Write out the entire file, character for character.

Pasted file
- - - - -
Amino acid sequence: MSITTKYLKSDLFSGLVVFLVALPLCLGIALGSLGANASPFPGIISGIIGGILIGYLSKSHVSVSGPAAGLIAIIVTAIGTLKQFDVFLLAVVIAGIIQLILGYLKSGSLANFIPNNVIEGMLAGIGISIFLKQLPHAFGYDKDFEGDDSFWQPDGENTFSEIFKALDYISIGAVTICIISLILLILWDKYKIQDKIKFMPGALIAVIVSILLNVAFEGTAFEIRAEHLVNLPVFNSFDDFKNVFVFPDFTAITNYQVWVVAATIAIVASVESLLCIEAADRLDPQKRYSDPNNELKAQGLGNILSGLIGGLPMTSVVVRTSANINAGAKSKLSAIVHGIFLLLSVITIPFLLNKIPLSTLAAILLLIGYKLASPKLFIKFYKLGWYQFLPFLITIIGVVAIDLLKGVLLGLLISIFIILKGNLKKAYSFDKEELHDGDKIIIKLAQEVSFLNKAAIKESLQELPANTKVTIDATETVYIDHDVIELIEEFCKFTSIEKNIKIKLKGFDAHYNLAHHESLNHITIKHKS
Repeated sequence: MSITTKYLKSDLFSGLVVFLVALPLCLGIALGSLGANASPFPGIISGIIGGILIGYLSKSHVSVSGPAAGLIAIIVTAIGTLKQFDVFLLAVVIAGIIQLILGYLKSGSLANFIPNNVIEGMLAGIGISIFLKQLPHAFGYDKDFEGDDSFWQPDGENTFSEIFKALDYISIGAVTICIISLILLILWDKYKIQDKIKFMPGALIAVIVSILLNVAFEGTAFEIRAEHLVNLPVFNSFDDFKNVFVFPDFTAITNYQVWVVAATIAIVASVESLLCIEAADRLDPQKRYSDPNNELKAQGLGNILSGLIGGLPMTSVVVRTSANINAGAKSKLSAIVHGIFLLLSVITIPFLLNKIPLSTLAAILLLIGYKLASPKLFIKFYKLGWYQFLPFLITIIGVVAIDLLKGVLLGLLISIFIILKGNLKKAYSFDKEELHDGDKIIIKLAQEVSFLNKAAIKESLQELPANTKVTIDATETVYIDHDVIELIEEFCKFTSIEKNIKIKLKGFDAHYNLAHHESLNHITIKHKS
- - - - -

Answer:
Amino acid sequence: MSITTKYLKSDLFSGLVVFLVALPLCLGIALGSLGANASPFPGIISGIIGGILIGYLSKSHVSVSGPAAGLIAIIVTAIGTLKQFDVFLLAVVIAGIIQLILGYLKSGSLANFIPNNVIEGMLAGIGISIFLKQLPHAFGYDKDFEGDDSFWQPDGENTFSEIFKALDYISIGAVTICIISLILLILWDKYKIQDKIKFMPGALIAVIVSILLNVAFEGTAFEIRAEHLVNLPVFNSFDDFKNVFVFPDFTAITNYQVWVVAATIAIVASVESLLCIEAADRLDPQKRYSDPNNELKAQGLGNILSGLIGGLPMTSVVVRTSANINAGAKSKLSAIVHGIFLLLSVITIPFLLNKIPLSTLAAILLLIGYKLASPKLFIKFYKLGWYQFLPFLITIIGVVAIDLLKGVLLGLLISIFIILKGNLKKAYSFDKEELHDGDKIIIKLAQEVSFLNKAAIKESLQELPANTKVTIDATETVYIDHDVIELIEEFCKFTSIEKNIKIKLKGFDAHYNLAHHESLNHITIKHKS
Repeated sequence: MSITTKYLKSDLFSGLVVFLVALPLCLGIALGSLGANASPFPGIISGIIGGILIGYLSKSHVSVSGPAAGLIAIIVTAIGTLKQFDVFLLAVVIAGIIQLILGYLKSGSLANFIPNNVIEGMLAGIGISIFLKQLPHAFGYDKDFEGDDSFWQPDGENTFSEIFKALDYISIGAVTICIISLILLILWDKYKIQDKIKFMPGALIAVIVSILLNVAFEGTAFEIRAEHLVNLPVFNSFDDFKNVFVFPDFTAITNYQVWVVAATIAIVASVESLLCIEAADRLDPQKRYSDPNNELKAQGLGNILSGLIGGLPMTSVVVRTSANINAGAKSKLSAIVHGIFLLLSVITIPFLLNKIPLSTLAAILLLIGYKLASPKLFIKFYKLGWYQFLPFLITIIGVVAIDLLKGVLLGLLISIFIILKGNLKKAYSFDKEELHDGDKIIIKLAQEVSFLNKAAIKESLQELPANTKVTIDATETVYIDHDVIELIEEFCKFTSIEKNIKIKLKGFDAHYNLAHHESLNHITIKHKS